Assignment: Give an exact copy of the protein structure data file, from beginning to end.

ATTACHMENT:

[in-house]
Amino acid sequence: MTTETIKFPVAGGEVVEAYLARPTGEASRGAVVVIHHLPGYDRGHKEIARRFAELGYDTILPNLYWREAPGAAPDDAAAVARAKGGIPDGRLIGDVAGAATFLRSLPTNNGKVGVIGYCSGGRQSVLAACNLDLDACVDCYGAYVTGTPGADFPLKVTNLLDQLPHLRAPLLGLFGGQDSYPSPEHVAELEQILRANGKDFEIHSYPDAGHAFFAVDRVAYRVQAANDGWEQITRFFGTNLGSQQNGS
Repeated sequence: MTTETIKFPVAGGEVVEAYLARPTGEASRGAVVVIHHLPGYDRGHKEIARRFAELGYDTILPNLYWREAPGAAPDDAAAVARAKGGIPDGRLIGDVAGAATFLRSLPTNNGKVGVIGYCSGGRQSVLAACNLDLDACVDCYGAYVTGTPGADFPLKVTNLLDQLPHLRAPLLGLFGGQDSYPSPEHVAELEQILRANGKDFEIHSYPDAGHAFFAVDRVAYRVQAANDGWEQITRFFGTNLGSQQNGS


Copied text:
[in-house]
Amino acid sequence: MTTETIKFPVAGGEVVEAYLARPTGEASRGAVVVIHHLPGYDRGHKEIARRFAELGYDTILPNLYWREAPGAAPDDAAAVARAKGGIPDGRLIGDVAGAATFLRSLPTNNGKVGVIGYCSGGRQSVLAACNLDLDACVDCYGAYVTGTPGADFPLKVTNLLDQLPHLRAPLLGLFGGQDSYPSPEHVAELEQILRANGKDFEIHSYPDAGHAFFAVDRVAYRVQAANDGWEQITRFFGTNLGSQQNGS
Repeated sequence: MTTETIKFPVAGGEVVEAYLARPTGEASRGAVVVIHHLPGYDRGHKEIARRFAELGYDTILPNLYWREAPGAAPDDAAAVARAKGGIPDGRLIGDVAGAATFLRSLPTNNGKVGVIGYCSGGRQSVLAACNLDLDACVDCYGAYVTGTPGADFPLKVTNLLDQLPHLRAPLLGLFGGQDSYPSPEHVAELEQILRANGKDFEIHSYPDAGHAFFAVDRVAYRVQAANDGWEQITRFFGTNLGSQQNGS